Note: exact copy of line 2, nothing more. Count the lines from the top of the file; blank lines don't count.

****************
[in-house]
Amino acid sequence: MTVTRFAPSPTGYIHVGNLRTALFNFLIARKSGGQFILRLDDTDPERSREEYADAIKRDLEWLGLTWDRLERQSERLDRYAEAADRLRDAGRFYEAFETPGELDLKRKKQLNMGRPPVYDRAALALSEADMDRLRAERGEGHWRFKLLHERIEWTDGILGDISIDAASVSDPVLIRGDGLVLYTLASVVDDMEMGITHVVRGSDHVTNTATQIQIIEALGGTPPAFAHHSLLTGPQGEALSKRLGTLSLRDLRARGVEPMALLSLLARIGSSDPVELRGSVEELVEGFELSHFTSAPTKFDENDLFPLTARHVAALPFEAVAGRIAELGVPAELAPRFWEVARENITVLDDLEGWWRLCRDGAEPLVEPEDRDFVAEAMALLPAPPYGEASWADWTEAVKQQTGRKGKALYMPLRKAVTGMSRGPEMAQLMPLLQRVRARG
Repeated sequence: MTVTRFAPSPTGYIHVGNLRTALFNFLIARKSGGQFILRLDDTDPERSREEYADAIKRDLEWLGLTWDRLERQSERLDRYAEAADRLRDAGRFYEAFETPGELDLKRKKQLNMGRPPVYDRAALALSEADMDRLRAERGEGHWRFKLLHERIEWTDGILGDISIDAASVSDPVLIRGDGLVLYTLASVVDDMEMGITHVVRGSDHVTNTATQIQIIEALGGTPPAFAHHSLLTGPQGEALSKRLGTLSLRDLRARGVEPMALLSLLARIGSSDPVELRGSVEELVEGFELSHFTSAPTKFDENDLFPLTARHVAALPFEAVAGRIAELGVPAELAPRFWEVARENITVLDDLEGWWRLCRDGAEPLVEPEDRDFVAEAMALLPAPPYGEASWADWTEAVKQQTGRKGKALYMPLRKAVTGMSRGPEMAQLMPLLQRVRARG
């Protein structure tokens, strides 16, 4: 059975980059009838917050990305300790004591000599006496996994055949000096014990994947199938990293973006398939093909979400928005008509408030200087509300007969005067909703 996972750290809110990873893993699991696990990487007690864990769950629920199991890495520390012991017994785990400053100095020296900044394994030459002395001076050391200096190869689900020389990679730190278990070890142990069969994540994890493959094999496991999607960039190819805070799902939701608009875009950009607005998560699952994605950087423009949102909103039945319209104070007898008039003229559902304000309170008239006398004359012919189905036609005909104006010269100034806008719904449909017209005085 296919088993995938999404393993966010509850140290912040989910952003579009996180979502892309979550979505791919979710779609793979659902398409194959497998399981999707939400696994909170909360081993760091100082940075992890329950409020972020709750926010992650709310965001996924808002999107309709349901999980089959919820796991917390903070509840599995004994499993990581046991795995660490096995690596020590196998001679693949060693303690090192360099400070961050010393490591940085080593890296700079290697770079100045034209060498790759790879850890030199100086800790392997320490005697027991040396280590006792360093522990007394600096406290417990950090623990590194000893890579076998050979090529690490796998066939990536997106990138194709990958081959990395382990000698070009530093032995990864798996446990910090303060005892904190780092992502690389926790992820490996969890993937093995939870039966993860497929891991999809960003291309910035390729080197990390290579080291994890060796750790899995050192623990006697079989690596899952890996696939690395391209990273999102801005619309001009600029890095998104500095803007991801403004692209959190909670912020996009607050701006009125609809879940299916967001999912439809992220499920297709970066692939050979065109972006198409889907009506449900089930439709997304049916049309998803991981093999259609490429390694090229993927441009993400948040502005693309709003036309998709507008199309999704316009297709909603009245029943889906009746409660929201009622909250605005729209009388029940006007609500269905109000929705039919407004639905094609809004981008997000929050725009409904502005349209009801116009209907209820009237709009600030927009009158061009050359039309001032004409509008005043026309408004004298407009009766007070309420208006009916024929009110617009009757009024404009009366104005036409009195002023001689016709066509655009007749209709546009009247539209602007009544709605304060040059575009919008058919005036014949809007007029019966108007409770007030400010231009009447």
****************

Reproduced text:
Amino acid sequence: MTVTRFAPSPTGYIHVGNLRTALFNFLIARKSGGQFILRLDDTDPERSREEYADAIKRDLEWLGLTWDRLERQSERLDRYAEAADRLRDAGRFYEAFETPGELDLKRKKQLNMGRPPVYDRAALALSEADMDRLRAERGEGHWRFKLLHERIEWTDGILGDISIDAASVSDPVLIRGDGLVLYTLASVVDDMEMGITHVVRGSDHVTNTATQIQIIEALGGTPPAFAHHSLLTGPQGEALSKRLGTLSLRDLRARGVEPMALLSLLARIGSSDPVELRGSVEELVEGFELSHFTSAPTKFDENDLFPLTARHVAALPFEAVAGRIAELGVPAELAPRFWEVARENITVLDDLEGWWRLCRDGAEPLVEPEDRDFVAEAMALLPAPPYGEASWADWTEAVKQQTGRKGKALYMPLRKAVTGMSRGPEMAQLMPLLQRVRARG